JAY — The town and contractors involved in cleaning up properties on Route 17 in North Jay in 2015 have reached a settlement with the owners, according to Town Manager Shiloh LaFreniere.

The town got a court order to clean up the properties in January 2015. The Pollis family sued the town and the contractors in 2017 over items that were removed.

According to a statement from LaFreniere, the town and co-defendants reached a proposed settlement agreement Jan. 17 during a judicial conference in Bangor. Selectpersons unanimously accepted it Monday following an executive session, LaFreniere said Tuesday.

Under the agreement, the Pollises will receive $15,000 and the town will receive $30,000 to satisfy a 2016 tax lien on the property, according to a statement. Darren Pollis and the estate of Leroy Pollis will retain ownership of the land after paying off the tax lien.

The settlement money will be paid by Maine Municipal Association on behalf of the town as well as the insurance companies for co-defendants Central Maine Disposal and Clark’s Cars, according to the statement.

“The settlement was the result of negotiations . . . to resolve the dispute to avoid incurring additional attorney’s fees and expenses as well as a trial in Bangor,” the statement reads. The town’s position is that it acted appropriately and legally, and denies any legal liability.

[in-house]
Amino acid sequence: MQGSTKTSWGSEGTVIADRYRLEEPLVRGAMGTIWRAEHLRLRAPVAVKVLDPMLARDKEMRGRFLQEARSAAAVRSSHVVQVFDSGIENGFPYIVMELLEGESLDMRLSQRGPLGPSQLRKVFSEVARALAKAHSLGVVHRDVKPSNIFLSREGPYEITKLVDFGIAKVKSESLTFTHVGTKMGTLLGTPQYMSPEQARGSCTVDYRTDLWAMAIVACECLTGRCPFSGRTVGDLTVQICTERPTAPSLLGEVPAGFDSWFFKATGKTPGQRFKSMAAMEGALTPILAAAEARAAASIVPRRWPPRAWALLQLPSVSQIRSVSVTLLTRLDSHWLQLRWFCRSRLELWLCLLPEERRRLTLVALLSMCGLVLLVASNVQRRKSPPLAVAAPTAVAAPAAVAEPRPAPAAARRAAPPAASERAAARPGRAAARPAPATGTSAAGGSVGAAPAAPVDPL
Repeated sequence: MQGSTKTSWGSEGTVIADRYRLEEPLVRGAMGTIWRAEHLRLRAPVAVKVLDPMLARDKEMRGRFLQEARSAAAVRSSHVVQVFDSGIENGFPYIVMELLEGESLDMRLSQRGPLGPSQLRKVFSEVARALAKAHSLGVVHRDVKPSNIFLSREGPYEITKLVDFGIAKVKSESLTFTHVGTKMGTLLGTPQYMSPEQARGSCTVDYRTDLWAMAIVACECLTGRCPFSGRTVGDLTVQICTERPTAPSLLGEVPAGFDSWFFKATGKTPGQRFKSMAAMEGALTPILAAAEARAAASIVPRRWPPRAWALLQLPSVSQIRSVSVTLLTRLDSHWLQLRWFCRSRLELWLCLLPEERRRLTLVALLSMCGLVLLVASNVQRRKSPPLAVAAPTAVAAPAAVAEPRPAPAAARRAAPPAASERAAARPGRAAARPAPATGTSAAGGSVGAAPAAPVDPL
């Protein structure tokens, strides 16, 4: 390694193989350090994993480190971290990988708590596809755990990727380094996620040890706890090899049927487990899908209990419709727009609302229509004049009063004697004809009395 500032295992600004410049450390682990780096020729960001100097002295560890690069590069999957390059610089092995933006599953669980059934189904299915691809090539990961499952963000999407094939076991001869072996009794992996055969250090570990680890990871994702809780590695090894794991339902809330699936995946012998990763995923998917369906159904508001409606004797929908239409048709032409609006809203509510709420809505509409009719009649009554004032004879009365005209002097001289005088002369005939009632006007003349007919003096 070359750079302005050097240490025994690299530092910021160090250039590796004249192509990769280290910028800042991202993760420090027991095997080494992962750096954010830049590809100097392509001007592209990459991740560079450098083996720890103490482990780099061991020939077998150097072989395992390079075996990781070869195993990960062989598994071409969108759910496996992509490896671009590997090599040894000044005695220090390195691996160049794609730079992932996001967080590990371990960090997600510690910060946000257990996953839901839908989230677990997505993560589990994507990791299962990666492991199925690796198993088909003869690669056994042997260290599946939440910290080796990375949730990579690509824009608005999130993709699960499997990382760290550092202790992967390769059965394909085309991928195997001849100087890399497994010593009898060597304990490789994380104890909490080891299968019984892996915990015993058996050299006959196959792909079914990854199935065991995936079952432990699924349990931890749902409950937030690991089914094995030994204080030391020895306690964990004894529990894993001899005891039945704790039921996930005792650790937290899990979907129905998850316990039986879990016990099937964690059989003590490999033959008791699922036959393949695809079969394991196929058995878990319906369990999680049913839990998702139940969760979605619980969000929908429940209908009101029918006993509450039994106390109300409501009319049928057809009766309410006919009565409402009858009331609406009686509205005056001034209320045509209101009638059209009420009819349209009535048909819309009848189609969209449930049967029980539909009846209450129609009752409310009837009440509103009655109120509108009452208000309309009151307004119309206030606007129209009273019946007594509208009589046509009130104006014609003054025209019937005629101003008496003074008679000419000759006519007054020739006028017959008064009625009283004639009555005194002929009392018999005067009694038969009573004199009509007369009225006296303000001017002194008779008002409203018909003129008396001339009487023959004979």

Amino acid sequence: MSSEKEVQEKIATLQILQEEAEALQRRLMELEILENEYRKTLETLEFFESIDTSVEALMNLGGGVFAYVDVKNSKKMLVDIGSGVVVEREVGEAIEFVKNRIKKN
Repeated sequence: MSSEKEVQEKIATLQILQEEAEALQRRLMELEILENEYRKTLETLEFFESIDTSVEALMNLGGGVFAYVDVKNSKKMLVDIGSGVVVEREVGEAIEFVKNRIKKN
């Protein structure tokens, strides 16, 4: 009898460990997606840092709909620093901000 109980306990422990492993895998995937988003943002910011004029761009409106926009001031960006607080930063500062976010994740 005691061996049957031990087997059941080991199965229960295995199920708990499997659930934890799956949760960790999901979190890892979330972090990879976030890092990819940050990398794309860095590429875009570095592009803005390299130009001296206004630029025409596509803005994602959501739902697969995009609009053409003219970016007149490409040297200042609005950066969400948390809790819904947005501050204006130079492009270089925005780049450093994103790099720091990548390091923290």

Darren Pollis of Jay and his mother, Carol Dolbier of Missouri, representing the heirs of Leroy Pollis sued Jay, Central Maine Disposal of Fairfield, Clark’s Cars & Parts in Hallowell, Franklin County and a former Jay selectperson in 2017. The lawsuit was initially filed in Franklin County court and moved to U.S. District Court in Bangor.

Franklin County was dropped from the suit and the former Jay selectperson was covered as part of the town. The defendants denied the allegations in court documents last year.

The town had been trying to get the properties in compliance with state junkyard and automobile graveyard laws for 16 years and previous court orders were ignored, LaFreniere said in 2015.

Darren Pollis said in 2015 the town went too far and took items that were not listed in court orders including ATVs, snowmobiles, skidder tires, cars with no titles and antique vehicles. Some items that were supposed to be taken weren’t, he said.

The town also had a court order to recoup its cleanup and legal costs, and selectpersons applied a special tax of $31,475 in August 2015 to the properties, which was to be split based on valuation.

Attempts on Wednesday and Thursday to get comments from attorneys representing the Pollises and contractors were either declined or unsuccessful.

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Jay officials have reached a settlement with Darren Pollis and the estate of his father, Leroy Pollis, on the property cleanup done in June 2015. (Sun Journal File Photo)

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